According to Thomas L. Brasher, at least one writer went so far as to link Whitman's first short story with his later career as a poet. Brasher notes that Jay Charlton (pen name for J. C. Goldsmith) mentioned "Death in the School-Room" in William Shepard Walsh's edited collection Pen Pictures of Modern Authors (1882), where Charlton explains that the reason Whitman "came to consider himself a poet was due to a prose sketch he wrote, describing a death in a school-room. The piece was vividly written and widely copied. . . . Walt was elated at the success of his sketch."6 Late in his life, Whitman took issue with Charlton's article, claiming he had read it and declaring it "the silliest compound of nonsense, lies & rot I have ever seen—Not a line but has an absurd lie."7

While reviews of and readers' responses to Whitman's short stories are generally rare, there is evidence of the positive reception or the "success," as Charlton put it, of "Death in the School-Room" in nineteenth-century periodicals. In the August 15, 1877, issue of the Madison Weekly Herald (Madison, IN), "Death in the School-Room" was described as the "story of a child's death under the lash of a brutal teacher" and as a tale that "was much copied."8 Just a few days after the tale's publication in The Democratic Review, a letter to the editor was printed in the Boston Morning Post (Boston, MA) praising "Death in the School-Room." In the letter, a reader denoted solely as "R" explained that he was "very much excited" to read the story. "R" went on to state, "I hope you will find room in your paper to copy the above interesting article referred too​ ." Although the editor replied "We'll try," no copy of the story has been located in the Post.9 Even though the Boston Morning Post may not have reprinted the story, The Dollar Newspaper (Philadelphia, PA) reported that Whitman's "'Death in the School Room' and a 'Legend of Life and Love' were copied by three fourths of the newspapers in America, and universally admired." Although these claims are exaggerated, the paper rightfully acknowledges the success of both stories, and the article also explains that the author (Whitman was never named as the author of either tale in this article) "received five dollars" for the stories from The Democratic Review, because he was not yet an established writer of fiction like the other authors whose contributions filled its pages.10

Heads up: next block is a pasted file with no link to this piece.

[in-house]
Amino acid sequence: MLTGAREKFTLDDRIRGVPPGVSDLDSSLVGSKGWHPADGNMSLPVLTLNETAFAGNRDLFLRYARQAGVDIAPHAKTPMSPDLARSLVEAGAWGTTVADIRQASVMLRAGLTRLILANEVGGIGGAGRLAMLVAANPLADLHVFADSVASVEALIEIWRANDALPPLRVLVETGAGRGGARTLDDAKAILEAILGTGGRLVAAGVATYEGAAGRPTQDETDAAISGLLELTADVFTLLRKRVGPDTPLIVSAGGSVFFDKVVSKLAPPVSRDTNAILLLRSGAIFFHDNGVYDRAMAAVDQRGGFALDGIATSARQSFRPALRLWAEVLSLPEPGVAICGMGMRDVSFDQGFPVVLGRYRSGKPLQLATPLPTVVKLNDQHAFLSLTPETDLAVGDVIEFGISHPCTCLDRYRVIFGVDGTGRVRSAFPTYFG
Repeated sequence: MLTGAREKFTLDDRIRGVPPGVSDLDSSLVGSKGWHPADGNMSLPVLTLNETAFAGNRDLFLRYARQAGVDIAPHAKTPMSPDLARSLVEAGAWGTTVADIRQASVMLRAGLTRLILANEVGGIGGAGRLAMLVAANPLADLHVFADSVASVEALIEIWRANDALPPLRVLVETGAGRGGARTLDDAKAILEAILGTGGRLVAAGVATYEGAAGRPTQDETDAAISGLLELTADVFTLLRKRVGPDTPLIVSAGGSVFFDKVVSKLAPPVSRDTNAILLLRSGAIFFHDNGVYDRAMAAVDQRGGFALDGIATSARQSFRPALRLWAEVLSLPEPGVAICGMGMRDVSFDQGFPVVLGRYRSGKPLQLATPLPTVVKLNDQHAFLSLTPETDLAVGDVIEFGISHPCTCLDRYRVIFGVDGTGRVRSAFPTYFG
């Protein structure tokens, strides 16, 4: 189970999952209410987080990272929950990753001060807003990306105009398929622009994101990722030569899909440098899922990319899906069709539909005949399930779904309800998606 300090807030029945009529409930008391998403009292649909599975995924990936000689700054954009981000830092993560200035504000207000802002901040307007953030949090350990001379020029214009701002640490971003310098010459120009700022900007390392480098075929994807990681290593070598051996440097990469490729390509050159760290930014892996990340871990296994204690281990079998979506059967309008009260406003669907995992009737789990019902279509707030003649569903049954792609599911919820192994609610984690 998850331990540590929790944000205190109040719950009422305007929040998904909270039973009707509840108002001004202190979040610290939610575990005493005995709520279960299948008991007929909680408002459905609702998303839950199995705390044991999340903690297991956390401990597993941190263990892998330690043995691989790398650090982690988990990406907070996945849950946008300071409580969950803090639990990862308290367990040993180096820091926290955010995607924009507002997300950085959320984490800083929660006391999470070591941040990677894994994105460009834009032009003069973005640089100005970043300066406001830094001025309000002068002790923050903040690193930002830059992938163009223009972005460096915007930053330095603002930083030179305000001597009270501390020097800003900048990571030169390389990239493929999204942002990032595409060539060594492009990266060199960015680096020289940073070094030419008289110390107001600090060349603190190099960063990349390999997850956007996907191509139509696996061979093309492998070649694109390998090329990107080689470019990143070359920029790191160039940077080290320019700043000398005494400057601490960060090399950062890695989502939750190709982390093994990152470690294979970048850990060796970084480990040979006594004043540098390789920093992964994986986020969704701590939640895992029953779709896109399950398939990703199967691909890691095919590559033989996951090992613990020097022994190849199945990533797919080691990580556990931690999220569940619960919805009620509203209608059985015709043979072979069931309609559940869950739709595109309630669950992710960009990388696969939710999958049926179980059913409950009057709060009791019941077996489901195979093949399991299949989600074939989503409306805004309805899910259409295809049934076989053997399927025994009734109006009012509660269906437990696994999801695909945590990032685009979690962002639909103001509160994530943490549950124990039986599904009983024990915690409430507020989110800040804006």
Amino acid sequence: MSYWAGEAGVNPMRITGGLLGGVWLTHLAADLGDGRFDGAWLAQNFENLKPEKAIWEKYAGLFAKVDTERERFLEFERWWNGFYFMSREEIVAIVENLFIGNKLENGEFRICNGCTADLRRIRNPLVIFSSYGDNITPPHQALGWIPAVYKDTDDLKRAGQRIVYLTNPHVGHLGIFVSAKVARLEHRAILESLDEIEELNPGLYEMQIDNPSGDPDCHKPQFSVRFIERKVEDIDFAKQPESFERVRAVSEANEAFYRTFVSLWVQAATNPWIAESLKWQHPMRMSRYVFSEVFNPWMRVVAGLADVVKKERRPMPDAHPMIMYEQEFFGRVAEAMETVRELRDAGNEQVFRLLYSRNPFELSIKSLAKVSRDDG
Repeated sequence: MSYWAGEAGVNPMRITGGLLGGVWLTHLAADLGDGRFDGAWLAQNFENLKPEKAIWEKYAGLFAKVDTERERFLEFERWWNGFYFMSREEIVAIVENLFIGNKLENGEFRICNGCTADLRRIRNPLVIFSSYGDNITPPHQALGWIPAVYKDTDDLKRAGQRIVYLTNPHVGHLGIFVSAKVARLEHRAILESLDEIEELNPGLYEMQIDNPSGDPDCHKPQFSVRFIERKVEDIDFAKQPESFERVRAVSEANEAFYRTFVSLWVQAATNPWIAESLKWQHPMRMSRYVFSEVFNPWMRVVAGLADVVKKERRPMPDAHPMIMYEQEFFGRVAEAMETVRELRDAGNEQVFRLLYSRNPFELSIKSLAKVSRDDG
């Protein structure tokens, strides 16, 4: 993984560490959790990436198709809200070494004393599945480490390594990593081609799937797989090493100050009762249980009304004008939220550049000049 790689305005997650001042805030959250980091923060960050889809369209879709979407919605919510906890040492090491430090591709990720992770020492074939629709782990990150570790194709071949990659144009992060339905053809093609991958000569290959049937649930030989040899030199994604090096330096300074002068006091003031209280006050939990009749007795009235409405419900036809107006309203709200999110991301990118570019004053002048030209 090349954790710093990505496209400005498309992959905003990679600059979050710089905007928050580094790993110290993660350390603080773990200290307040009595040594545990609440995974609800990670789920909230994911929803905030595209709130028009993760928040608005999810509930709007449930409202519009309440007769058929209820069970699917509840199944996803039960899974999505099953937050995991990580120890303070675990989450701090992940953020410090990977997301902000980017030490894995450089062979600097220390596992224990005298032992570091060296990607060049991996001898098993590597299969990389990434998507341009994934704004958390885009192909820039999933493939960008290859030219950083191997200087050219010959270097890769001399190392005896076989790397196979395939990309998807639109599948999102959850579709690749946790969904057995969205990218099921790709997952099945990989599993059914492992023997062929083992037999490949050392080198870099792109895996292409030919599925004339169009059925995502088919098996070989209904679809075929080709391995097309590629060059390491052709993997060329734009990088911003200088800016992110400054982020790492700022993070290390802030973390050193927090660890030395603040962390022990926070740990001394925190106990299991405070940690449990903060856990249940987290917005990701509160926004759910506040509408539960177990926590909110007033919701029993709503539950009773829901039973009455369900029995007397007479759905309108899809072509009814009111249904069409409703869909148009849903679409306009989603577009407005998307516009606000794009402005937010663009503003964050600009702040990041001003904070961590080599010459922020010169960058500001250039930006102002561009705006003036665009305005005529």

Both the Madison Weekly Herald and The Dollar Newspaper were correct in their assessment of the wide circulation of Whitman's story. "Death in the School-Room" was reprinted almost immediately after its initial publication in The Democratic Review, and it spread quickly across the United States, appearing most often on the front page of newspapers published in the Northeast and Midwest. During Whitman's lifetime, "Death in the School-Room" was reprinted more than 130 times under several different titles, ranging from "Death in a School-Room" to "Scene in a School."11 The variations in titles and in character names across all of the reprints of the story are significant and merit a project of their own.

Whitman revised and reprinted the story himself under the shortened title "Death in the school room" on December 24, 1847, in The Brooklyn Daily Eagle and Kings County Democrat, while he was serving as the editor of that paper. During his two-year editorship (1846–1848), Whitman published items about fiction in the Eagle, and he showed renewed interest in the fiction he had written just a few years earlier. He revised and reprinted his only temperance novel and thirteen of his own short fiction pieces—including "Death in the School-Room"—in the paper.12 The Eagle text of "Death in the school room" is largely the same as the original printing except for Whitman's decision to alter the ending by omitting the last two sentences from The Democratic Review version.

Whitman's first short story was still being reprinted more than thirty years after its initial publication. It was reprinted several times in Wisconsin in the late 1850s and in Pennsylvania in 1863, which was well after Whitman had left New York, traveling first to Virginia and then to the hospitals of Washington, where he visited and comforted soldiers wounded in the Civil War. It was also reprinted in Maryland in 1875, the year before the author's edition of Two Rivulets (1876) was published. Whitman later chose to include the tale in the "Pieces in Early Youth" section of Specimen Days & Collect (1882), in which he reprinted a selection of his short stories. Here, the story was published under the title "Death in the School-Room. (A Fact.)."13 He made some revisions to the tale, including altering the ending sentences again, prior to the 1882 publication. Whitman's multiple revisions to the story's ending are recorded in our footnotes. For a reprint of the version of the story that Whitman published in Collect and a more complete list of the differences in language between the original Democratic Review printing (1841), The Eagle text (1847), and that of Collect (1882), see Brasher's The Early Poems and the Fiction.14